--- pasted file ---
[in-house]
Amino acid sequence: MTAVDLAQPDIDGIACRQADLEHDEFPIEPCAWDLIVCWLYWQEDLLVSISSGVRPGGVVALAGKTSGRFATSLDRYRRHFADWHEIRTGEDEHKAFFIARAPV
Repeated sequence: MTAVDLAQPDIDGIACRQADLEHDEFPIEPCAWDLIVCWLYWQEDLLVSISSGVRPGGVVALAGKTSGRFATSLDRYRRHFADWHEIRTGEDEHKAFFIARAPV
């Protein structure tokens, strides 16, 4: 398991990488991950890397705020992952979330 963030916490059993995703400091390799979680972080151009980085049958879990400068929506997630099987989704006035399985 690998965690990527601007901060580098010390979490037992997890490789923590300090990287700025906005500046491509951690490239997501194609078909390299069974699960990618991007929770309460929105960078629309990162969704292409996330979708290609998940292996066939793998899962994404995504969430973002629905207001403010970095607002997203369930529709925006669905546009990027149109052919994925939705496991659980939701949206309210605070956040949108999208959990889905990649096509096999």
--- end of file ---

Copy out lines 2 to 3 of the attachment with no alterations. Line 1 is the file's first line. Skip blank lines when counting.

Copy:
Amino acid sequence: MTAVDLAQPDIDGIACRQADLEHDEFPIEPCAWDLIVCWLYWQEDLLVSISSGVRPGGVVALAGKTSGRFATSLDRYRRHFADWHEIRTGEDEHKAFFIARAPV
Repeated sequence: MTAVDLAQPDIDGIACRQADLEHDEFPIEPCAWDLIVCWLYWQEDLLVSISSGVRPGGVVALAGKTSGRFATSLDRYRRHFADWHEIRTGEDEHKAFFIARAPV